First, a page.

Those of you that follow my musings on the Marine Stewardship Council (MSC) know that I tend to waffle a bit on this subject and am quite vocal about not giving the organization my full support. This is a great example of why.
A recent press release from the MSC states that “the Northwest Atlantic Canadian longline and harpoon swordfish (Xiphias gladius) fisheries have announced their entry into the full assessment process for MSC certification.” Ordinarily, this would be something that I would see as a positive step. MSC certification, while not a perfect system, tends to help identify fisheries that have stronger levels of scientific rigor in assessment and quote management, and are generally more sustainable overall.
MSC certification for North Atlantic Canadian swordfish, however, may not be cause for celebration.
It’s important to note that this certification is covering not one fishery per se, but rather two fisheries that are drawing on the same population. What I mean is that the certification extends to encompass two distinct fleets — a flotilla of swordfish longliners, and a small navy of swordfish harpoon boats.
These two fisheries target the same swordfish populations but do so in radically different manners. The longlines, which take the lion’s share of the overall quota (90%), use similar gear to that which has caused such problems in Pacific tuna fisheries. In essence, these are sturdy ropes, often several miles in length, which consist of countless hooks that can indiscriminately impact any number of other co-habiting species, such as sharks and whales. Longlines are problematic by their very nature, as there is simply no easy way to prevent non-target species from biting at these hooks (and subsequently dying.)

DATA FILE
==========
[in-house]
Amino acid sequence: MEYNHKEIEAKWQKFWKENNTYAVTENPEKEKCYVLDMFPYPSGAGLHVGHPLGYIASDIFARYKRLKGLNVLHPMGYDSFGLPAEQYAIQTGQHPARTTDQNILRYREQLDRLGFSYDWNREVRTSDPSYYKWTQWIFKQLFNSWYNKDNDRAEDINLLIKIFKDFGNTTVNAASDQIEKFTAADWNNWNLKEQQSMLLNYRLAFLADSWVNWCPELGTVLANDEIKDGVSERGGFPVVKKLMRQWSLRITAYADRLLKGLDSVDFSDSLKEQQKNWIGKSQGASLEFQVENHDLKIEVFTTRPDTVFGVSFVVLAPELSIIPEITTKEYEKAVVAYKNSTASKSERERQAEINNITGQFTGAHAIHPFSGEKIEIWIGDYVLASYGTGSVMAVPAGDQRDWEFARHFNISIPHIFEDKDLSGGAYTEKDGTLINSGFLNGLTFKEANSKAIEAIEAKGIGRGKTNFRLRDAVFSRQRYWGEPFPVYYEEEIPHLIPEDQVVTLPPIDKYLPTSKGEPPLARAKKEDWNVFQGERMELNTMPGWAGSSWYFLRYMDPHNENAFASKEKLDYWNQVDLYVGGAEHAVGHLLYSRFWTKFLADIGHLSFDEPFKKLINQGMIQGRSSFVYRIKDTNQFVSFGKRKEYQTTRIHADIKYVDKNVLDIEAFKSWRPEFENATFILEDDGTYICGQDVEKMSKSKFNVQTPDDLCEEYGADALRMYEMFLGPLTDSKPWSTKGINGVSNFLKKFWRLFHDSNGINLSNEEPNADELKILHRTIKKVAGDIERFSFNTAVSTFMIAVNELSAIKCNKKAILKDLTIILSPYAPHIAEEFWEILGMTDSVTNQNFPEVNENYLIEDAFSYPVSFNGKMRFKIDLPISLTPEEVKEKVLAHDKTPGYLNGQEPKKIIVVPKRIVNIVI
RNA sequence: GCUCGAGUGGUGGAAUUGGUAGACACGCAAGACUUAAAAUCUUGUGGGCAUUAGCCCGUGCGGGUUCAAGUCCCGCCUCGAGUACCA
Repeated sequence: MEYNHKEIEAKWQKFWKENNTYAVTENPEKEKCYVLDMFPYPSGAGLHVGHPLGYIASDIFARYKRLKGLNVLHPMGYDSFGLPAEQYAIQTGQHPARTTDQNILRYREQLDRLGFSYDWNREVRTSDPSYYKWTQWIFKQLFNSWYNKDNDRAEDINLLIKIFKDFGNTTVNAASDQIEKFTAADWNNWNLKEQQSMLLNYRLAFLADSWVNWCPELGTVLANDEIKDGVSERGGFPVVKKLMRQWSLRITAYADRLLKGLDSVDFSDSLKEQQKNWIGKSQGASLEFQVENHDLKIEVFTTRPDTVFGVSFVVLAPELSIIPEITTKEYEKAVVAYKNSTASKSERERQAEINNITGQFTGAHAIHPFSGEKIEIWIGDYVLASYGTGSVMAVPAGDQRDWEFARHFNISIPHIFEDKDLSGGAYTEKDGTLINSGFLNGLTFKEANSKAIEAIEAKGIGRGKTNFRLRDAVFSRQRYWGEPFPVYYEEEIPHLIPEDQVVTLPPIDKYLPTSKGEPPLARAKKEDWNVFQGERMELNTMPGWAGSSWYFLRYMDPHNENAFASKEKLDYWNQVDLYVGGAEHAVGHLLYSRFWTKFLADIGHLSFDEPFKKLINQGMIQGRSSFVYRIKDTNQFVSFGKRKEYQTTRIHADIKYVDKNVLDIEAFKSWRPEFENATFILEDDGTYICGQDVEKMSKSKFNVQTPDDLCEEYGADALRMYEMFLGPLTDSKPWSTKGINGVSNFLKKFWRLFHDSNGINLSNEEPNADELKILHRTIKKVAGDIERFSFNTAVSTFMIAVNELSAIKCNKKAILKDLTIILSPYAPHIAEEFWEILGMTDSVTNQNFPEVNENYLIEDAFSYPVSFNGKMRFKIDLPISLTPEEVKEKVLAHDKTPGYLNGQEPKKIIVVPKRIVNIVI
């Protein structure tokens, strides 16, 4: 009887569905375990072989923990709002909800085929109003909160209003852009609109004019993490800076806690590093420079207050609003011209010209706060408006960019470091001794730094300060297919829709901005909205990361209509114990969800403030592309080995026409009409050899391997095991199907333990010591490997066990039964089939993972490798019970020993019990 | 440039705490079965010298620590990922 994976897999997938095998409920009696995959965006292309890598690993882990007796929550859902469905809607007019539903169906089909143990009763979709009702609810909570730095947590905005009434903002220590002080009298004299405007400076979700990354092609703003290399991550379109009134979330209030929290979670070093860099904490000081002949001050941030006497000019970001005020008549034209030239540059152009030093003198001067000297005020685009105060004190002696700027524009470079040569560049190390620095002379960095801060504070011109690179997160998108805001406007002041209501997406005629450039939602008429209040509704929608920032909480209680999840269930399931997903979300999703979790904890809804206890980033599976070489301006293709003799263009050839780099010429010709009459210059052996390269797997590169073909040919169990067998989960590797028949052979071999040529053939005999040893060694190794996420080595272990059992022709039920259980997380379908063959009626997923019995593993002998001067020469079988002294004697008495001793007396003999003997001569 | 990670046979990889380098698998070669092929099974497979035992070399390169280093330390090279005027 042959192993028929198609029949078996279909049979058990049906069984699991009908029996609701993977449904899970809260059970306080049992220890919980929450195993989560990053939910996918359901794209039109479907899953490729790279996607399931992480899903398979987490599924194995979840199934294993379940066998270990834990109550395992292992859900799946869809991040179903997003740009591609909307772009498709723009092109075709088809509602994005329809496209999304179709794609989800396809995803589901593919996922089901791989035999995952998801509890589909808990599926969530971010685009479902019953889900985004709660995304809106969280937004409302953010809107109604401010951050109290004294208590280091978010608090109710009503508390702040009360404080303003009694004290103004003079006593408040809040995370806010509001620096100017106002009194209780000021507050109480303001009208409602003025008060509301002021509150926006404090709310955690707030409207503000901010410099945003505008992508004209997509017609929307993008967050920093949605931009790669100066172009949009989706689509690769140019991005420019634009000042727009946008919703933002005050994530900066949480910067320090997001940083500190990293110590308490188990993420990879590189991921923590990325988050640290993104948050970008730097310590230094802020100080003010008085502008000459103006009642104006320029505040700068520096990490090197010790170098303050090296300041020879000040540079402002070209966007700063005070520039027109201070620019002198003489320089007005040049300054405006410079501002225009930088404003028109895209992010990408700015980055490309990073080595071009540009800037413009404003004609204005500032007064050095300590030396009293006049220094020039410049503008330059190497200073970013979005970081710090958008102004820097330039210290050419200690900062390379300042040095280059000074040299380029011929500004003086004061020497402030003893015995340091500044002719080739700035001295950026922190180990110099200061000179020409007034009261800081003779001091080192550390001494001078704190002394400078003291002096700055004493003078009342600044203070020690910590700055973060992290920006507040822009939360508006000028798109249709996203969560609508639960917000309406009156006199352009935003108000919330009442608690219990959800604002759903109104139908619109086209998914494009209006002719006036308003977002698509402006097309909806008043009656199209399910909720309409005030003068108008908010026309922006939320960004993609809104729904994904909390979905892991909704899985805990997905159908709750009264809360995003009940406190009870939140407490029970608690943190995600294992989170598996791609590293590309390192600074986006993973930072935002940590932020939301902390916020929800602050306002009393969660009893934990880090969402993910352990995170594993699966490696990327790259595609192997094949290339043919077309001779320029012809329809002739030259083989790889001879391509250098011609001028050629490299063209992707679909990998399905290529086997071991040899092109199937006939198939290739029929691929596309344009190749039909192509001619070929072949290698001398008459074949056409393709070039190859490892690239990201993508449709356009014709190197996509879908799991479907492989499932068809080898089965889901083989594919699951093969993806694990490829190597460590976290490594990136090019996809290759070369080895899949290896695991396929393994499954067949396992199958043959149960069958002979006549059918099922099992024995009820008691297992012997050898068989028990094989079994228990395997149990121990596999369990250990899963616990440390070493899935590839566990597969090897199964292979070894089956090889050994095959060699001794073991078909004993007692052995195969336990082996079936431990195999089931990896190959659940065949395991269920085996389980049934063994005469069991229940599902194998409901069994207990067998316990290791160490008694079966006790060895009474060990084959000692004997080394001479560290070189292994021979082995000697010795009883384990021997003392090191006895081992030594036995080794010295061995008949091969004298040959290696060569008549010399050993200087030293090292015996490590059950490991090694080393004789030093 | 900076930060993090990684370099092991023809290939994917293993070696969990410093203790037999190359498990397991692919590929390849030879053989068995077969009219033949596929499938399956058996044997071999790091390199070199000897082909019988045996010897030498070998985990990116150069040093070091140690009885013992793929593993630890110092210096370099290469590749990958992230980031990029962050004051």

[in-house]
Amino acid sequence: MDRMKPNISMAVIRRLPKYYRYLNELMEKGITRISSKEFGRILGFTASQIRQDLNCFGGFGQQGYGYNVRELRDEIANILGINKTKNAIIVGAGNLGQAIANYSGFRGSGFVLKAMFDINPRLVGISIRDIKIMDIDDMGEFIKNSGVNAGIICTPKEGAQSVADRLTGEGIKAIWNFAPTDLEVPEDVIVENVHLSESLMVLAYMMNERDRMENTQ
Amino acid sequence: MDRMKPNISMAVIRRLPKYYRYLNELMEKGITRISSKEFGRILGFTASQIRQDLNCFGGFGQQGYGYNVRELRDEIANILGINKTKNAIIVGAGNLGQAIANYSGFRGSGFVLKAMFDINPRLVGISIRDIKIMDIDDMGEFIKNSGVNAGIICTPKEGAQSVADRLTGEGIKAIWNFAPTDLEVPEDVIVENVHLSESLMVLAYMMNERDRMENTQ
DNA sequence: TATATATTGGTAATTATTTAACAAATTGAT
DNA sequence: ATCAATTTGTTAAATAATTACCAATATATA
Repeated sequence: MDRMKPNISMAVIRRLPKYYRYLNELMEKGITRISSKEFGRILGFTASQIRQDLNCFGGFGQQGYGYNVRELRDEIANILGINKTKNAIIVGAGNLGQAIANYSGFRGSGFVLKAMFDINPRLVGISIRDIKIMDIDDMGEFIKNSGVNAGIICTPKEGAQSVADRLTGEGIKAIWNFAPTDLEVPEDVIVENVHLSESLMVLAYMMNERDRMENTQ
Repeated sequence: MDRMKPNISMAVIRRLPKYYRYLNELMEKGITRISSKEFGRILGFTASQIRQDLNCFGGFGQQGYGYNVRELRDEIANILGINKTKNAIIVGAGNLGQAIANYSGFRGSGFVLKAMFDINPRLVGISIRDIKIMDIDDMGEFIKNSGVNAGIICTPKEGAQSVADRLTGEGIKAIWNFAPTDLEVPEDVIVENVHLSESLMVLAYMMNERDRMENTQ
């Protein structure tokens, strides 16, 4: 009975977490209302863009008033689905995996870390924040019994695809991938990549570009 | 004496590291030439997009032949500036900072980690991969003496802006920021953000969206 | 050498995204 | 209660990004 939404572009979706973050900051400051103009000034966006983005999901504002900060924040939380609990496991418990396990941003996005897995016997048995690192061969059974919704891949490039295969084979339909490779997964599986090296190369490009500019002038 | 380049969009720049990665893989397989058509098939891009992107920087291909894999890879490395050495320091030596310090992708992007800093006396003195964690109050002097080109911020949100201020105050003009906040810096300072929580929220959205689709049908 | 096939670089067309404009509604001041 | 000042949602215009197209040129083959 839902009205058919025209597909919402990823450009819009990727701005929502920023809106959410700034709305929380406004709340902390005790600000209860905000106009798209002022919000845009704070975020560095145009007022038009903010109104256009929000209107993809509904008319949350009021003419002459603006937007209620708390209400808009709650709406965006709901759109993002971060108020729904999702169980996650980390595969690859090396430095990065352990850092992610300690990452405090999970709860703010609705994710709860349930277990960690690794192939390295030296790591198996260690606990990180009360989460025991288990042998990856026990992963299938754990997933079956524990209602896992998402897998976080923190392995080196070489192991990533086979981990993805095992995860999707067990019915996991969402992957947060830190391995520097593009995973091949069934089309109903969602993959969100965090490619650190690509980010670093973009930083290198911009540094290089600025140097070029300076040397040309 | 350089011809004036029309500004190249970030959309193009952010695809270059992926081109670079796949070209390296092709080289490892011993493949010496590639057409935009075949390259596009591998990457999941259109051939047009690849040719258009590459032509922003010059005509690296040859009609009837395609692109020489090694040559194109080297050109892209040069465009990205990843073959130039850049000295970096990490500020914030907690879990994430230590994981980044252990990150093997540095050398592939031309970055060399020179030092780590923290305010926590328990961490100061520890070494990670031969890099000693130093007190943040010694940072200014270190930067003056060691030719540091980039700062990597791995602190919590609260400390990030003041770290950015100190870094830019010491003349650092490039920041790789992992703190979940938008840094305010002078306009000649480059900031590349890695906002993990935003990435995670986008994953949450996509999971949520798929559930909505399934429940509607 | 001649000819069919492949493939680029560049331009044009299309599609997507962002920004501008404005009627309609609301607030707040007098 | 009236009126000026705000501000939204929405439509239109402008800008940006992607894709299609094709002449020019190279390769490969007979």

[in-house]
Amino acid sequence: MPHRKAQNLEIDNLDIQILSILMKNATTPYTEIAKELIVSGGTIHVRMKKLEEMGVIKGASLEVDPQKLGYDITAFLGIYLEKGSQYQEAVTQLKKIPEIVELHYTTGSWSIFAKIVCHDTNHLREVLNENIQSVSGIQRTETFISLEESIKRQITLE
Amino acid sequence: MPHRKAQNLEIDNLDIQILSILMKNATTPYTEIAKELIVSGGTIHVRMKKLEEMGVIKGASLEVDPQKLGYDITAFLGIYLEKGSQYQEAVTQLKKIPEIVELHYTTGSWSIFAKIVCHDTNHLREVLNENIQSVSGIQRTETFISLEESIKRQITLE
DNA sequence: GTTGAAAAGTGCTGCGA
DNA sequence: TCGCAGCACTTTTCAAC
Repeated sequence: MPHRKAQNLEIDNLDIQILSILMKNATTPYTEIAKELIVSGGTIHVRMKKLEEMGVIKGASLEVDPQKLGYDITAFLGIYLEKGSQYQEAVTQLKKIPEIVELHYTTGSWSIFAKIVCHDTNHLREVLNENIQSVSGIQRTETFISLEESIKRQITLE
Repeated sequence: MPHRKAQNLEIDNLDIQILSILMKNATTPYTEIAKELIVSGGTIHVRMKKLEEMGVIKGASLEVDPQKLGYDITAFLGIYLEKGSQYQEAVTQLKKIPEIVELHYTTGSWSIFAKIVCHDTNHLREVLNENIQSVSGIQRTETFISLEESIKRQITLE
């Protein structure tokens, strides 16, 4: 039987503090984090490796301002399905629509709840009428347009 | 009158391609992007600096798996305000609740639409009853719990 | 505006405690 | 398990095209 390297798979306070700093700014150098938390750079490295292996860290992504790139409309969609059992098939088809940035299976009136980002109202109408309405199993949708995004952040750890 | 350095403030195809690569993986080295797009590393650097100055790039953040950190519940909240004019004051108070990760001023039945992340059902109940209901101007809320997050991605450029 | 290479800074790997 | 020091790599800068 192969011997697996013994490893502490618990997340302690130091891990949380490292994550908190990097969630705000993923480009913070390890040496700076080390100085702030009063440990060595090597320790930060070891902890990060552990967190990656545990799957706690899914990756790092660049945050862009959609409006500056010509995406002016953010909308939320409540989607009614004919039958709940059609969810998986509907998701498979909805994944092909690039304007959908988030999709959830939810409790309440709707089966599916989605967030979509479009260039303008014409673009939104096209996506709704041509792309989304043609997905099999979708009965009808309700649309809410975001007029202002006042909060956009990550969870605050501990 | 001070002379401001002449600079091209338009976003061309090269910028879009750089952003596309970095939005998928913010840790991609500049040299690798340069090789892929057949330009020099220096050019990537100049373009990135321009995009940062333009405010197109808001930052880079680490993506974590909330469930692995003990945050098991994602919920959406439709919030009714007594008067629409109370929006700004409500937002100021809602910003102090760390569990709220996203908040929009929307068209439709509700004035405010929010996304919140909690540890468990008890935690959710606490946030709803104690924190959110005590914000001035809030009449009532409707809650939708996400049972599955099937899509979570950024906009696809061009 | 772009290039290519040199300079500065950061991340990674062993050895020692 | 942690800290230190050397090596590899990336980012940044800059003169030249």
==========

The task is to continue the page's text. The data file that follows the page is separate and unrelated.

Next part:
The harpooners, by contrast, use what is potentially the most precise type of fishing gear on the planet. Harpooners search for an appropriate target, scope it for size, and shoot to kill. There is virtually no bycatch in a harpoon swordfish fishery as the fishermen have already identified and sized their quarry before the harpoon is launched. To top it off, there is a marked quality difference between harpooned and longlined swordfish — harpooned swordfish tends to be firmer and less “washed out” than longlined product. Unfortunately, it is all mixed together before export, and consumers are never given enough point-of-sale information to identify the particularities of the swordfish at their local fish market.
Currently, the harpooners are in difficult straits. The Cape Sable Harpoon Fisherman’s Association, which represents the few old salts that still fish in this time-honored fashion, is continually being squeezed out by the expanding longline fishery. In fact, the Canadian government is moving to strip the harpooners of even more of their tiny share of the total quota. This would effectively replace the few remaining harpoon boats with additional longline boats, and result in a higher level of bycatch overall.
The problem with this upcoming MSC certification is that, as it is applicable to both fisheries, it continues to downplay the important differences between them. Harpooned swordfish needs to be set above what the longliners are bringing in, not mixed in with it and forgotten. Not only that, but what does this say about the rigor of the MSC itself, knowing that these longliners are able to attain certification even though their bycatch levels are unacceptably high?
The bottom line: Consumers need to be able to differentiate the two products appropriately as well as understand the ramifications of the methods used by the two fisheries. The MSC, which so loftily prides itself on transparency and traceability, isn’t going to help this time. In fact, by giving a green light to the longliners, it’s just going to make things worse.